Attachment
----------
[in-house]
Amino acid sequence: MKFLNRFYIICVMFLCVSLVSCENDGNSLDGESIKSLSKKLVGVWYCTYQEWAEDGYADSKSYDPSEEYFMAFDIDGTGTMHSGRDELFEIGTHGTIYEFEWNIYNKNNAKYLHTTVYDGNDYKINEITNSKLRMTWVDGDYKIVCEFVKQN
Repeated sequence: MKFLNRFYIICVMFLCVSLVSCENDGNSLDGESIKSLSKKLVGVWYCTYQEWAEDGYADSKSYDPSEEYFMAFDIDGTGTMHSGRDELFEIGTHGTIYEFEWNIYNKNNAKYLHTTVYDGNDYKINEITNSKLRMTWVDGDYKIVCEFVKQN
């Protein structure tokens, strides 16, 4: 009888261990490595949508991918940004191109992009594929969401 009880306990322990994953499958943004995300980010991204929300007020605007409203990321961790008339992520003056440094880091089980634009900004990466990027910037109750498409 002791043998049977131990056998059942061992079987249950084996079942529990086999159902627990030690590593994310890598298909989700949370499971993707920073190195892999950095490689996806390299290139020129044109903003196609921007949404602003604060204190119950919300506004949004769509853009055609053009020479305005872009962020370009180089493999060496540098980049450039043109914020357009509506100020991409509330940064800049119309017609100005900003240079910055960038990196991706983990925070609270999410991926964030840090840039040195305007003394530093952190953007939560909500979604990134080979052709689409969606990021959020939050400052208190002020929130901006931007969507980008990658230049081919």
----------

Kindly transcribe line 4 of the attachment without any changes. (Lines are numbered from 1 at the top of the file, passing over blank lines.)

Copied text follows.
């Protein structure tokens, strides 16, 4: 009888261990490595949508991918940004191109992009594929969401 009880306990322990994953499958943004995300980010991204929300007020605007409203990321961790008339992520003056440094880091089980634009900004990466990027910037109750498409 002791043998049977131990056998059942061992079987249950084996079942529990086999159902627990030690590593994310890598298909989700949370499971993707920073190195892999950095490689996806390299290139020129044109903003196609921007949404602003604060204190119950919300506004949004769509853009055609053009020479305005872009962020370009180089493999060496540098980049450039043109914020357009509506100020991409509330940064800049119309017609100005900003240079910055960038990196991706983990925070609270999410991926964030840090840039040195305007003394530093952190953007939560909500979604990134080979052709689409969606990021959020939050400052208190002020929130901006931007969507980008990658230049081919």